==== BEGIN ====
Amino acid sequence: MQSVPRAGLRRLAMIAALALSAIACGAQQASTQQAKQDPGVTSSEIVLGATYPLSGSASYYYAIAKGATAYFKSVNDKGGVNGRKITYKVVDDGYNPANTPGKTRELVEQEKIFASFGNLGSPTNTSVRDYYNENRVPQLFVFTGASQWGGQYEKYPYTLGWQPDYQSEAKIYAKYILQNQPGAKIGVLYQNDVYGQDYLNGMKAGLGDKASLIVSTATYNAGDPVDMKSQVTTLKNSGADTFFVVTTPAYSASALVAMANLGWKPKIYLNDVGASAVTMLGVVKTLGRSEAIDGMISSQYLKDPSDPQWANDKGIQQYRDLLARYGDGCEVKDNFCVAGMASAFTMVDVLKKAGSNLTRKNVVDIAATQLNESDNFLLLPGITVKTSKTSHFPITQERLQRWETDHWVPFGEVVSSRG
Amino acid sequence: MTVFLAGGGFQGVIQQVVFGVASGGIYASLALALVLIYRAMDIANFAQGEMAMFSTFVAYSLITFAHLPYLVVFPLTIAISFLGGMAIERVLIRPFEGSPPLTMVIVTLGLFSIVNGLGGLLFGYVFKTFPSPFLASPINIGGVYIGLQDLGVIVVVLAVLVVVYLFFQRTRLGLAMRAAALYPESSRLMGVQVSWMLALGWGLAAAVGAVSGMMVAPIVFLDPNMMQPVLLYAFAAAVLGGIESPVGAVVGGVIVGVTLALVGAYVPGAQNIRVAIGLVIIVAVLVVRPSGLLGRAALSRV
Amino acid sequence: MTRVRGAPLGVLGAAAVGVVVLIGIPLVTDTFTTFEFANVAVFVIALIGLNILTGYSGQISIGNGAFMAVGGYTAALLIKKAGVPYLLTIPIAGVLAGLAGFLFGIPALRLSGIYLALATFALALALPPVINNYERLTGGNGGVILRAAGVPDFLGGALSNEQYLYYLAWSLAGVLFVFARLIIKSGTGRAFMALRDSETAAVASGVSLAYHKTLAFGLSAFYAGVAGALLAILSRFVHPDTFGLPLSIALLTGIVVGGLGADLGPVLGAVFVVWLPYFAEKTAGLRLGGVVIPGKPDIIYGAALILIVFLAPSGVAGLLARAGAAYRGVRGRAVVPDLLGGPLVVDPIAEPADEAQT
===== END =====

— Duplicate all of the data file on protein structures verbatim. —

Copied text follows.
Amino acid sequence: MQSVPRAGLRRLAMIAALALSAIACGAQQASTQQAKQDPGVTSSEIVLGATYPLSGSASYYYAIAKGATAYFKSVNDKGGVNGRKITYKVVDDGYNPANTPGKTRELVEQEKIFASFGNLGSPTNTSVRDYYNENRVPQLFVFTGASQWGGQYEKYPYTLGWQPDYQSEAKIYAKYILQNQPGAKIGVLYQNDVYGQDYLNGMKAGLGDKASLIVSTATYNAGDPVDMKSQVTTLKNSGADTFFVVTTPAYSASALVAMANLGWKPKIYLNDVGASAVTMLGVVKTLGRSEAIDGMISSQYLKDPSDPQWANDKGIQQYRDLLARYGDGCEVKDNFCVAGMASAFTMVDVLKKAGSNLTRKNVVDIAATQLNESDNFLLLPGITVKTSKTSHFPITQERLQRWETDHWVPFGEVVSSRG
Amino acid sequence: MTVFLAGGGFQGVIQQVVFGVASGGIYASLALALVLIYRAMDIANFAQGEMAMFSTFVAYSLITFAHLPYLVVFPLTIAISFLGGMAIERVLIRPFEGSPPLTMVIVTLGLFSIVNGLGGLLFGYVFKTFPSPFLASPINIGGVYIGLQDLGVIVVVLAVLVVVYLFFQRTRLGLAMRAAALYPESSRLMGVQVSWMLALGWGLAAAVGAVSGMMVAPIVFLDPNMMQPVLLYAFAAAVLGGIESPVGAVVGGVIVGVTLALVGAYVPGAQNIRVAIGLVIIVAVLVVRPSGLLGRAALSRV
Amino acid sequence: MTRVRGAPLGVLGAAAVGVVVLIGIPLVTDTFTTFEFANVAVFVIALIGLNILTGYSGQISIGNGAFMAVGGYTAALLIKKAGVPYLLTIPIAGVLAGLAGFLFGIPALRLSGIYLALATFALALALPPVINNYERLTGGNGGVILRAAGVPDFLGGALSNEQYLYYLAWSLAGVLFVFARLIIKSGTGRAFMALRDSETAAVASGVSLAYHKTLAFGLSAFYAGVAGALLAILSRFVHPDTFGLPLSIALLTGIVVGGLGADLGPVLGAVFVVWLPYFAEKTAGLRLGGVVIPGKPDIIYGAALILIVFLAPSGVAGLLARAGAAYRGVRGRAVVPDLLGGPLVVDPIAEPADEAQT